Saturday, November 15, 2014

Respect and Rugby

by Róisín Connick 

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Respect in the rugby world has been a hot topic throughout all types of media this week.

I think it is truly justified to say I was utterly shocked at behaviour’s shown at last week’s internationals as the level of respect in rugby has been in decline for some time.

I found the respect and sense of community in rugby was one of the factors that drew me to the game. I loved how players respected officials, how fans celebrated their players whether they were winning or losing and how this created an even better environment for kids. As time goes on I am starting to rethink whether the level of respect is the same as it was all those years ago when I fell in love with the game.

Silence, the notorious silence, a hard thump and then a roar. The recognition of a kick. Respecting the kicker is something that is very important and Ireland is well known for the silence leading up to this moment and a moment we should ultimately be proud of. In last Saturday’s game against South Africa it was blatant that this tradition was not followed. Loud shouting and taunts could be heard when Jonathan Sexton was taking his kicks. It was obviously a select few who were taking part in this as you could hear a loud ‘Shhhh’ from a majority of fans. For me I think this silence is of the utmost importance and allows the kicker to focus. I applaud those fans who chose to ‘shhhh’ the minority as it shows that it is something that a large majority of fans still respect this traditional silence and are ensuring that this silence continues.

A wise man once said ‘If you can’t support us when we lose or draw, don’t support us when we win’ this is one quote that I live by and one that I think fans of all sports should abide by. 

If you cannot be there for your team in times of darkness and loss you don’t deserve to be there when sun starts shining again. The people who will leave a game when their team is being defeated, bash their team and boo the players are the first to try revel in their success. Real fans are there week in, week out supporting their players no matter the circumstance. It is respect; it is showing your team that you support them. To me there is nothing worse than a half empty stadium with 10-20 minutes left in a game. There was an example of this last weekend when Rhys Preistland was booed as he made his way to the pitch during Wales v Australia. Players should not face the daunting aspect of booing fans and each time they grace the field. They deserve nothing more that our utmost support and respect.

Back in early 2014 I attended the Ireland v Scotland game in the Six Nations. Unfortunately my experience in the Aviva was not a good one that day. My dad and I spent 80 minutes full of frustration; it was not because of the rugby itself but because of a handful of fans. I spent a lot of time that day getting up and down and moving because of the people going to the bar. I missed key parts of the game, I’m not saying that alcohol is bad at games but if people are drinking at that level why come to the game to stand at the bar?. It’s disrespectful to the fans that have travelled to the game, who are constantly interrupted and their day ruined. It is also disrespectful to the fans that would love to go to a game but cannot because it was sold out and you have spent about 85% of the game out of your seat. It also leads to a few people getting quiet rude using horrible language that only a sailor would be proud of. We have a strong following of young people here in Ireland young boys and girls who love the game and play the game themselves and people are using seriously bad language in front of them? What kind of an example is that for these young kids? I believe there is no place for blatant bad language in our stadia. Those kids are the future of rugby, if we cannot show them respect and good behaviour in our time well then I fear for rugby when it is their time.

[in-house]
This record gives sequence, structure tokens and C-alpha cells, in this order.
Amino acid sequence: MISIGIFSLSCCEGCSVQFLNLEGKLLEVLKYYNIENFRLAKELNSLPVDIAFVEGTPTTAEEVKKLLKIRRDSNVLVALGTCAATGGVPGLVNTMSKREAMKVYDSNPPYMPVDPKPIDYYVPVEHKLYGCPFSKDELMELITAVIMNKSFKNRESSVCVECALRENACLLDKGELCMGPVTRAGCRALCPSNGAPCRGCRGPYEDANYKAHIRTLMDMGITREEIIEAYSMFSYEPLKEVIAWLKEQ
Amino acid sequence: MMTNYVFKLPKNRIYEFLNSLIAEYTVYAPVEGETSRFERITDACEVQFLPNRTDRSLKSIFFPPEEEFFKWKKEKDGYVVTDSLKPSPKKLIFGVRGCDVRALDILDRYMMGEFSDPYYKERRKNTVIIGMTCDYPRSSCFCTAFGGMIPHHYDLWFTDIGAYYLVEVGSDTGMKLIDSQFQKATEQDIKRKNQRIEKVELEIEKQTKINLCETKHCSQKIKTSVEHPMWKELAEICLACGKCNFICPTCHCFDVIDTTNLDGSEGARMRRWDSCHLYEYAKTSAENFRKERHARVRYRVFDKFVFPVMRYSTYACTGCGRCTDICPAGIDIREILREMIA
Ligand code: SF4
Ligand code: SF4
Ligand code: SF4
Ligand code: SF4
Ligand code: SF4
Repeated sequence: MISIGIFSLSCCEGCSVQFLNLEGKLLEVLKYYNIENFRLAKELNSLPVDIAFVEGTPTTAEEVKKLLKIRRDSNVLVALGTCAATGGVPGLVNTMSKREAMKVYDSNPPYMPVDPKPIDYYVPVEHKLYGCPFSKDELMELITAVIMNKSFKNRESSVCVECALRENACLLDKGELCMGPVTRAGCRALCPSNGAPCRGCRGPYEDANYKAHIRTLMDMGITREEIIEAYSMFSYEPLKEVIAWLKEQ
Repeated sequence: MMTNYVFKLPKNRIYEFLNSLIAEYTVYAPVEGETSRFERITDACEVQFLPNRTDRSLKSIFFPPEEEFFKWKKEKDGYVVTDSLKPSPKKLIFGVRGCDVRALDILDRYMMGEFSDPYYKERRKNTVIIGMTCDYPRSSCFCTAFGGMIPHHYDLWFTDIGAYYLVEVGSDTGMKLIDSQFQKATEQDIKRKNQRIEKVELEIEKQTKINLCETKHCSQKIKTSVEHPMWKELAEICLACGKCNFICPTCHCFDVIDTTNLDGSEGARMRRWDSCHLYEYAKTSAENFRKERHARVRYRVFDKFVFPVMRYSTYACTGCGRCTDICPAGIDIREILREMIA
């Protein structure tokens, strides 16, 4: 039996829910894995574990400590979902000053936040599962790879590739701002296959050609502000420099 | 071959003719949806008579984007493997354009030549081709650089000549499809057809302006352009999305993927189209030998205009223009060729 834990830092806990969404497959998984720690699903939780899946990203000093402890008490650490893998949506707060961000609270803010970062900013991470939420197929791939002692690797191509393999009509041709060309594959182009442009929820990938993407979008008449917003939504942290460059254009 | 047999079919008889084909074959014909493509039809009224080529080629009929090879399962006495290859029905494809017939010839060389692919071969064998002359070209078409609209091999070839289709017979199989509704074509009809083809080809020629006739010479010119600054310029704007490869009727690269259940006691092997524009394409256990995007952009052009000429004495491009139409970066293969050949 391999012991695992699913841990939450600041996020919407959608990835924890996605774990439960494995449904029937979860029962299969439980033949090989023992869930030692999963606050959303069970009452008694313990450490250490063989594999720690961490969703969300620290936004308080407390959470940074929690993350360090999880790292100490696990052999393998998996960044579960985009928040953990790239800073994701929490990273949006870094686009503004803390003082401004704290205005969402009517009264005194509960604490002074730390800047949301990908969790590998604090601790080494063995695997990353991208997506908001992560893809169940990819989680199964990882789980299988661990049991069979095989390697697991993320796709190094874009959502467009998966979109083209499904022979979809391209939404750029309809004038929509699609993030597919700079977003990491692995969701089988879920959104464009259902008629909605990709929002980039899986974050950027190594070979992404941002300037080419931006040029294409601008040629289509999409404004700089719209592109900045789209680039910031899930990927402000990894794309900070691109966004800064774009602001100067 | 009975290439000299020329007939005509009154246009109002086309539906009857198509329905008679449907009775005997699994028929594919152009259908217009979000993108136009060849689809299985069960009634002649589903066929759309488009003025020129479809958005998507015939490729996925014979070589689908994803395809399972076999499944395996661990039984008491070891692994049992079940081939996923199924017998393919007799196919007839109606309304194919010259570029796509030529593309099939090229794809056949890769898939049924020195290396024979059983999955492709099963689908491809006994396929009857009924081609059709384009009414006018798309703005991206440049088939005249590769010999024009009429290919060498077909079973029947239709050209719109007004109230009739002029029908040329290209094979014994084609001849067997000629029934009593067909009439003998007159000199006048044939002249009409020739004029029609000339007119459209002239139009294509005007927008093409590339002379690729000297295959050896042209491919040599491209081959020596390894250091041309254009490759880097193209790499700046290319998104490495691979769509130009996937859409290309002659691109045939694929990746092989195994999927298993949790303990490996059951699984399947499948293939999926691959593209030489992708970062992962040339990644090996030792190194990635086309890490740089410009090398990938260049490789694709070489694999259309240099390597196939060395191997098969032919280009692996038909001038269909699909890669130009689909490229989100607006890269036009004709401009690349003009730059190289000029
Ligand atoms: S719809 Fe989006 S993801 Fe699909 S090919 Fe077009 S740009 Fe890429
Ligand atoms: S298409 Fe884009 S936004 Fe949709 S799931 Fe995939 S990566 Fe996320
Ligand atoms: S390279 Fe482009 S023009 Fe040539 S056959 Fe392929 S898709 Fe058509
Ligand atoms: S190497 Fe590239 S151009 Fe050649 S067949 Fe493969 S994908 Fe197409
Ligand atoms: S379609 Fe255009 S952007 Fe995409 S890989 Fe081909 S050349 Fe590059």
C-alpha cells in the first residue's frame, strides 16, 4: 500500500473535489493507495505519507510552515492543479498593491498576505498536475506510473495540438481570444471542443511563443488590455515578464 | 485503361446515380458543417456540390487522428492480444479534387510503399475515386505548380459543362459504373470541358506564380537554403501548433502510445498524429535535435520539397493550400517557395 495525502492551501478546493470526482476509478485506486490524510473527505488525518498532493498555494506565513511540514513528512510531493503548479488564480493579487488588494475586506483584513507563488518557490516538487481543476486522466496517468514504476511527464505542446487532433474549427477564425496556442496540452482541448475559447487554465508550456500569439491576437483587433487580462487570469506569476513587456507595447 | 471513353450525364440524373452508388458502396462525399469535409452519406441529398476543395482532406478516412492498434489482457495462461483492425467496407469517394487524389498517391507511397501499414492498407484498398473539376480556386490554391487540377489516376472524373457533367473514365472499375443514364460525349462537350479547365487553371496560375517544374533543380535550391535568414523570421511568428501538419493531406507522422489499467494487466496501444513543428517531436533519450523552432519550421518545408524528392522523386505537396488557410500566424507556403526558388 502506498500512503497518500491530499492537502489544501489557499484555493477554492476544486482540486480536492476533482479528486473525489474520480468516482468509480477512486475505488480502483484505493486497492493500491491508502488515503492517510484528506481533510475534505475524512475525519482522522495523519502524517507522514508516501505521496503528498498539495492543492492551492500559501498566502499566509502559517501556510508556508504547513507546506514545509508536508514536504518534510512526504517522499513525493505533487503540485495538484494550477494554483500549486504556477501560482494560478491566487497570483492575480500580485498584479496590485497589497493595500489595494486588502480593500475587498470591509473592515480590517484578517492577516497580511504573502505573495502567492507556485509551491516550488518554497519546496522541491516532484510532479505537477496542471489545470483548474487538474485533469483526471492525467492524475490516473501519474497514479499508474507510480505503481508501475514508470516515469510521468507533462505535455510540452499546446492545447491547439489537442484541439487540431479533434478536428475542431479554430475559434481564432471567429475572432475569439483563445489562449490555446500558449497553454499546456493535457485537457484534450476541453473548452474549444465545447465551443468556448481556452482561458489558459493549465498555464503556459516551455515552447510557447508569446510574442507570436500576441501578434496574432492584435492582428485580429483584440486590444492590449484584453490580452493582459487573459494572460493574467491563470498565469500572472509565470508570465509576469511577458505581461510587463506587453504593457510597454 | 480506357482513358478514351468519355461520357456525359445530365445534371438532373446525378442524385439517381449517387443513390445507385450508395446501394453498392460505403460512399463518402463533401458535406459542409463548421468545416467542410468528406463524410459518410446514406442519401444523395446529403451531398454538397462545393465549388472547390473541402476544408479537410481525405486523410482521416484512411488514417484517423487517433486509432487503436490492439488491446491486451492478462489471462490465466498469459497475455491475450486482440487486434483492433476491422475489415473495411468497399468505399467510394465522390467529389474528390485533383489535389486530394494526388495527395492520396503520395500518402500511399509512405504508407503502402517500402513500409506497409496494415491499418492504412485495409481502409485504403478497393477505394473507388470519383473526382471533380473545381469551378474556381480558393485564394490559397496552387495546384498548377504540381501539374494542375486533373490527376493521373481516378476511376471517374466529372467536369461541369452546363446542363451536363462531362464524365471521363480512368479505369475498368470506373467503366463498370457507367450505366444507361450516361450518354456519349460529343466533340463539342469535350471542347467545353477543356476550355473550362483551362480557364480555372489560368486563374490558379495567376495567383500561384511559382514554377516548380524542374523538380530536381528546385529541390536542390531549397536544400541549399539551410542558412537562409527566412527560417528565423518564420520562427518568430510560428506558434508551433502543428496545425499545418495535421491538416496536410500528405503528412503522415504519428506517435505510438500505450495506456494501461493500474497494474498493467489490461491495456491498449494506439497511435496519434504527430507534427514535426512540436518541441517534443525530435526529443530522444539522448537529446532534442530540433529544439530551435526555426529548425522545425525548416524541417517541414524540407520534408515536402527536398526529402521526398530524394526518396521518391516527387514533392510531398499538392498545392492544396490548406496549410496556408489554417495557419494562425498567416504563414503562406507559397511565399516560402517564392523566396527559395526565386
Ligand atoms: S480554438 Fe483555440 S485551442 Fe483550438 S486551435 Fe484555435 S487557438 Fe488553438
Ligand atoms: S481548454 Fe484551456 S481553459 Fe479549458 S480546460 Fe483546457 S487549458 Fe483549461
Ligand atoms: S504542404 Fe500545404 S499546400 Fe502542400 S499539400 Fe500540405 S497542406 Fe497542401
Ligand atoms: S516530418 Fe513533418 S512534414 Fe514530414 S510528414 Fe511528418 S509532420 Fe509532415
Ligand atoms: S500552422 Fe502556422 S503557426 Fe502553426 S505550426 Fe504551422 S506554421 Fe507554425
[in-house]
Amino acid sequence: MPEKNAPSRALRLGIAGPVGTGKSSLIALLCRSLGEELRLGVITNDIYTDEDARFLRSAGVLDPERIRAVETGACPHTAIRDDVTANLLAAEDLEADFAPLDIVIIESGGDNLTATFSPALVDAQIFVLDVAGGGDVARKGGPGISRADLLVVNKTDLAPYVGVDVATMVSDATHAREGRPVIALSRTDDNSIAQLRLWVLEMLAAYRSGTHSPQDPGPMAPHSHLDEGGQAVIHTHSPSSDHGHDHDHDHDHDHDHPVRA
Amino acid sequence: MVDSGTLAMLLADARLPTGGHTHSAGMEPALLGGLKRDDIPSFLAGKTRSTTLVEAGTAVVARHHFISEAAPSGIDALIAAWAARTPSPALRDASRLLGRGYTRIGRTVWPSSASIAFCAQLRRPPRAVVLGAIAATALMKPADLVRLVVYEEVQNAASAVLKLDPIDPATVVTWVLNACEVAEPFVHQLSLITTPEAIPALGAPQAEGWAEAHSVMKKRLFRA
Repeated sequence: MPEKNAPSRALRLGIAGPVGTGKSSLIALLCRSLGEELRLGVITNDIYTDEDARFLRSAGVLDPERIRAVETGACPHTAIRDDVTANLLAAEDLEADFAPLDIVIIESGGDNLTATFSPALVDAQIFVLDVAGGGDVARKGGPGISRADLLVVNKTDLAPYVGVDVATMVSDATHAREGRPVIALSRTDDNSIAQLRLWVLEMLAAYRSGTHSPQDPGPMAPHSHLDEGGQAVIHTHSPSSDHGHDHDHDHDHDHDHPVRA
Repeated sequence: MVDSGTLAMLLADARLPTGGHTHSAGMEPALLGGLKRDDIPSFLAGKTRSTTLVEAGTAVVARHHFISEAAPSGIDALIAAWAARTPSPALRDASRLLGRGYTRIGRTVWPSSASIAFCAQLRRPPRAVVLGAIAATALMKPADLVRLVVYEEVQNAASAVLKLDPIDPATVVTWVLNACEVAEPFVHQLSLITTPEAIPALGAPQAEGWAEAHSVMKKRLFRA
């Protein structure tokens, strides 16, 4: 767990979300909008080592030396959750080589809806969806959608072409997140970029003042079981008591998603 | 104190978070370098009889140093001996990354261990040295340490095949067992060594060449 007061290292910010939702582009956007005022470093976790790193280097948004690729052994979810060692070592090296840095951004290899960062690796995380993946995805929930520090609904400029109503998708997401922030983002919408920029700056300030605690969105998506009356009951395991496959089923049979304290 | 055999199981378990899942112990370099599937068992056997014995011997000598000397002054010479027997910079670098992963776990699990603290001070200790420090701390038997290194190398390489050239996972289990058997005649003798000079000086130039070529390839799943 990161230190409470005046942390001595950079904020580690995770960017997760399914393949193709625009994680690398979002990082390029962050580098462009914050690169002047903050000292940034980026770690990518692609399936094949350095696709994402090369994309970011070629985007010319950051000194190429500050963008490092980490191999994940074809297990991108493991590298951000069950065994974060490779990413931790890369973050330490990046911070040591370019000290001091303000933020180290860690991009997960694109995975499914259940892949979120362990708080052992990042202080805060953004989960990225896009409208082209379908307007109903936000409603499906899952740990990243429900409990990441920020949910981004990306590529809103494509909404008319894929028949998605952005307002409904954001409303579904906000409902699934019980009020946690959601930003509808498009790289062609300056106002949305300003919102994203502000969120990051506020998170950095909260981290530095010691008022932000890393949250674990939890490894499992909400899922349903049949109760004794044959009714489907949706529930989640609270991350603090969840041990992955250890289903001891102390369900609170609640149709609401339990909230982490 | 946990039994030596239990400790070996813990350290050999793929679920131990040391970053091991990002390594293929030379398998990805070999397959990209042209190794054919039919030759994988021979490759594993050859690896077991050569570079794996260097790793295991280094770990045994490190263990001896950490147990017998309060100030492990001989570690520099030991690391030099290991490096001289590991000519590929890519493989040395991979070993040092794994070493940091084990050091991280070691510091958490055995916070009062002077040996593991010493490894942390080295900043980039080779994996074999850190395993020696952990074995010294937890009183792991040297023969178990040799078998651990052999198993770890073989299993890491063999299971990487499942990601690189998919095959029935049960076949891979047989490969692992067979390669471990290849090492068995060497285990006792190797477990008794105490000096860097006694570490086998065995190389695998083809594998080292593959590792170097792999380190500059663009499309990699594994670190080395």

I am going to touch bass on the incident in relation to Nigel Owens. It truly bothers me when people are judged and abused because of their sexual orientation it is disgraceful and unjust. No human being should be subjected to any form of abuse or bullying and it certainly does not belong in the game of rugby. When I read the letter in regards to the behaviour of a select few fans at the England v New Zealand I honestly see red, I could not comprehend how people thought that it was ok to speak so horribly about another human being and think that it is ok. Nigel is one of the most respected men in the rugby family, has the support of the masses and comes across as an honest and genuine person. No one deserves to be treated in that manner. We all need to stand up and make sure this type of behaviour is eradicated.

We are a group, we are a community but most of all we are a family. Once you disrespect one of us, you disrespect all of us. It is up to us as an team to ensure that our teams who put their bodies on the line each are supported, that our officials who give us their time are respected and that us the fans maintain a high level of respect to those people who brought this family together. If each one of us stood up and took the time to make sure this code of conduct is upheld then our precious game and all that we stand for is safe, if not the game and love for attending games will suffer and the blame will lie in our own hands.

Róisín [@roisindubh6] is a full time Receptionist for a broadband company. Serial Playlist maker and rugby obsessive. In my spare time you can catch me in the RDS or getting the nightly hot chocolate with the gang and also being the admin for the Leinster’s Ladies Facebook page.


Taken by JLP from RDS press box on Nov 16, 2019